G-20 Leaders Lower Ambitions to ‘Consign Coal to History’
(Bloomberg) -- Group of 20 diplomats have all but given up on their lofty goal of consigning coal to history and are instead closing in on a more modest plan to stop governments funding foreign coal-fired power plants, according to people familiar with the situation.
With the energy crisis changing the dynamics of diplomatic talks, several emerging nations continue to push back against even this smaller goal -- which the G-7 signed up to in June and China has already committed to. The U.K. and Italy, which have been pushing the climate agenda at international talks this year, had been hoping to secure a phase-out of coal at home and abroad in the run-up to the United Nations’ COP26 climate talks this month.
The G-20, which includes the world’s top emitters, will set the scene for the COP negotiations in Glasgow, Scotland, that have been billed as a make-or-break summit to curb global warming. Last week, preparatory G-20 talks ended in gridlock with no consensus on striving for net-zero emissions or limiting global warming to 1.5 degrees. There was even some backsliding since the summer, according to people familiar with the matter.
As G-20 leaders prepare to meet on Oct. 30-31 in Rome, the energy crisis rattling Europe and Asia has thrown into sharp relief the importance of energy security and the risks of giving up fossil fuels before alternatives are ready to pick up the slack. China has ordered miners to dig up as much coal as they can; India is calling for more oil output, and even the U.K. is using more coal-fired power. In the U.S. President Joe Biden’s climate plans are in peril in Congress, undermining his ability to persuade others to make ambitious green pledges.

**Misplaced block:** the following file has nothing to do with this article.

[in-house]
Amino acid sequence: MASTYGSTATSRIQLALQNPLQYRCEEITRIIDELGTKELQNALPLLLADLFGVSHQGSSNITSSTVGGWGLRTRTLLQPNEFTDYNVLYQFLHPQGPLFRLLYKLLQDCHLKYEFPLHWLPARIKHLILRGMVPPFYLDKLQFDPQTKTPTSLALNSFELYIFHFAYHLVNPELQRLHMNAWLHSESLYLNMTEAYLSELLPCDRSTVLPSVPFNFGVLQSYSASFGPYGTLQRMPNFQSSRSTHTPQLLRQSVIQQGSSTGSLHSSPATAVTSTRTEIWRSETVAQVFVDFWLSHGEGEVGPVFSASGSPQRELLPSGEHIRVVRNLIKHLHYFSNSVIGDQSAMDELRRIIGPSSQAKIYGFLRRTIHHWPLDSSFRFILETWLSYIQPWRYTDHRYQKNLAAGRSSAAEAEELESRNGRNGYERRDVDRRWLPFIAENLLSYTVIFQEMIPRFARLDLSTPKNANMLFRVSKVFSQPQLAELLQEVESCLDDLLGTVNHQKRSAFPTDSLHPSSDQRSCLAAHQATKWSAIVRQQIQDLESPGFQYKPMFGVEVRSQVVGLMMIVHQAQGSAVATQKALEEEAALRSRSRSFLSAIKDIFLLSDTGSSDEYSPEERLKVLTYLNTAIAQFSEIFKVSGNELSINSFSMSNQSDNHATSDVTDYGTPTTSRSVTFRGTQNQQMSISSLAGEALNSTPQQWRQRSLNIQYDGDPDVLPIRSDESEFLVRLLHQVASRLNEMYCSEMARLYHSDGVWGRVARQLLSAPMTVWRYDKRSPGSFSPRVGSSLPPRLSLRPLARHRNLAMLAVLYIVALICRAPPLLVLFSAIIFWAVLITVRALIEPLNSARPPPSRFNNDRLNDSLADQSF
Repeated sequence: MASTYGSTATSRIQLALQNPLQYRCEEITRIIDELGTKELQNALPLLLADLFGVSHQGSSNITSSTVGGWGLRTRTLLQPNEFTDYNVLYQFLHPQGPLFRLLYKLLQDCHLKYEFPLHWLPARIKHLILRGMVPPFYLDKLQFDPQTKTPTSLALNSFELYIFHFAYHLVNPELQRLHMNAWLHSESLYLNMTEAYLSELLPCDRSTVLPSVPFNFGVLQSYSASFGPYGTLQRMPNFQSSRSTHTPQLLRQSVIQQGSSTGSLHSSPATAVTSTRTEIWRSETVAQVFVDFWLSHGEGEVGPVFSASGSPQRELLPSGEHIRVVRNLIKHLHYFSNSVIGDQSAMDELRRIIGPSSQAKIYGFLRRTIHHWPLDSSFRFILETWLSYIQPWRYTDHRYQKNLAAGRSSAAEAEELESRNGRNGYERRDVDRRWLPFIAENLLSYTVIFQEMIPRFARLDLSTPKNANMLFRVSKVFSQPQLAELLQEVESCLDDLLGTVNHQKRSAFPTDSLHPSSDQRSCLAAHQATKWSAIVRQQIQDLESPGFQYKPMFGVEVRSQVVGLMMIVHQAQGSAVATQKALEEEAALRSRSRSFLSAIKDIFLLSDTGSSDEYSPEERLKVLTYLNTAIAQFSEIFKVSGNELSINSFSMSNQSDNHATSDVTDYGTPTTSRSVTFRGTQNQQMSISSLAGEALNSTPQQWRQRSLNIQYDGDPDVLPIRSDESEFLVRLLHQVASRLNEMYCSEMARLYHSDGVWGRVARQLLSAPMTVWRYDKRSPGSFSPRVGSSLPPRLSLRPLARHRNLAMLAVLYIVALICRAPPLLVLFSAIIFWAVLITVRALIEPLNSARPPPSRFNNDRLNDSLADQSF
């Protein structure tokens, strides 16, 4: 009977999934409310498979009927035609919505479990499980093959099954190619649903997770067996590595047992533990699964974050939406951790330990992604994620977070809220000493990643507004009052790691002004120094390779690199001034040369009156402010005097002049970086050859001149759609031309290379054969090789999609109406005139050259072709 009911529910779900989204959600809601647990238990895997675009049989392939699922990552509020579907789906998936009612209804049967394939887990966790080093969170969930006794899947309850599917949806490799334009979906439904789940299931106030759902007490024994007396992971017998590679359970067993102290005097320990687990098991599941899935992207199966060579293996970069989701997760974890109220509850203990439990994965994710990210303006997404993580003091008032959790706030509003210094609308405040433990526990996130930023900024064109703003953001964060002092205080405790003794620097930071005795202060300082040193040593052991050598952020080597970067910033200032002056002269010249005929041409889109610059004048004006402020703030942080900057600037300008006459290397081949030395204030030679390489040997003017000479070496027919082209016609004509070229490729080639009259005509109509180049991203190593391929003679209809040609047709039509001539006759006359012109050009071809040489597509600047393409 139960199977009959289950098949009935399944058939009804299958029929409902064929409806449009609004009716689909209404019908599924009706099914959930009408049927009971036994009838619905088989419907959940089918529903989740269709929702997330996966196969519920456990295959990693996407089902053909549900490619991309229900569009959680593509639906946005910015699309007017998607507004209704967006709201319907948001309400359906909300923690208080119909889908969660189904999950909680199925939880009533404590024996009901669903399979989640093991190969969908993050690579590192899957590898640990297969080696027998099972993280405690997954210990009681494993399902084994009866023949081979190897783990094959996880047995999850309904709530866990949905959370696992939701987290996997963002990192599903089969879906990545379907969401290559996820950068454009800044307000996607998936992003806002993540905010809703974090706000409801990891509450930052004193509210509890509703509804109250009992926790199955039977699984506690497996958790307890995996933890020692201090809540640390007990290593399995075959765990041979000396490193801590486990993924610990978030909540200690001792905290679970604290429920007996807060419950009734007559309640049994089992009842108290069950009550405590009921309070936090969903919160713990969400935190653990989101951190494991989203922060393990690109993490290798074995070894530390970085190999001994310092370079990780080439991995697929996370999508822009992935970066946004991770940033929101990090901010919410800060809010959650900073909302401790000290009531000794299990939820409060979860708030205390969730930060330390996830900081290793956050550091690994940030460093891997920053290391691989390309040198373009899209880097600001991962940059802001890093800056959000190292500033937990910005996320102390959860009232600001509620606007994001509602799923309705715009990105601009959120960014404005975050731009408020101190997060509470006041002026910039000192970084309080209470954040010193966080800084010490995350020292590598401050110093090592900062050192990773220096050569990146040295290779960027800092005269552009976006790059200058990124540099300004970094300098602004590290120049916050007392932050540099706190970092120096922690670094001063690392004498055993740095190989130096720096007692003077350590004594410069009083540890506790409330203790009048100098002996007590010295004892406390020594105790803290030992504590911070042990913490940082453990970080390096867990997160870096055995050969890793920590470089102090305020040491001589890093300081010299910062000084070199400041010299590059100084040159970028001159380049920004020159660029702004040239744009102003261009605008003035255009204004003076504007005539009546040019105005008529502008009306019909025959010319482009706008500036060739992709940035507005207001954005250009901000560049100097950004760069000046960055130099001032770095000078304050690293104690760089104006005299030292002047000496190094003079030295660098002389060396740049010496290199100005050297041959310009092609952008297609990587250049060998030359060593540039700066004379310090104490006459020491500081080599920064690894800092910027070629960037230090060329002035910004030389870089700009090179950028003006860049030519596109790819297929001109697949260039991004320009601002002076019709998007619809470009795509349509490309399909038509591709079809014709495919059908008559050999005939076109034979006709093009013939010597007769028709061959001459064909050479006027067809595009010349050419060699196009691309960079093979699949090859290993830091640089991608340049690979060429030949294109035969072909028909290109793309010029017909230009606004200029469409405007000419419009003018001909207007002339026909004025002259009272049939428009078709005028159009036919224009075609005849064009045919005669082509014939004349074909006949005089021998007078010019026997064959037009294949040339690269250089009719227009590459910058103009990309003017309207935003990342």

The leaders of nine countries including Denmark and Belgium have called on the G-20 nations to raise their climate ambitions at the Rome meeting.
“The world urgently needs leadership from the biggest countries -- now,” said the group, which also includes Ireland, Sweden and Costa Rica, in an open letter. They also want wealthy nations to deliver on a $100 billion pledge to help developed countries deal with climate change.
If G-20 leaders can’t agree on a communique with strong language on coal and action to keep warming to 1.5 degrees Celsius, it portends further difficulties at the COP climate summit right after, said Alden Meyer, a senior associate with research group E3G.
“In some ways we’ll know how this movie is going to turn out by the end of the G-20 summit in Rome,” Meyer said. “Either we’re going to have agreement and we go into Glasgow with a tailwind, and we’re able to figure out how to start to implement it. Or we go in with a pretty big split and it being very difficult to resolve those differences.”
The U.K. hosts of COP have made it their goal to “consign coal to history,” and President Alok Sharma says it’s his “personal priority”. But even at the G-7 in June in England, where leaders made pledges to cut emissions, they failed to nail down a deal on phasing out the dirtiest fossil fuel at home.
Negotiations continue, and there’s still room for compromise. According to two officials, diplomats are also considering including commitments at the G-20 on methane -- a potent greenhouse gas that’s increasingly in focus after the U.S. and EU forged an alliance to reduce emissions.
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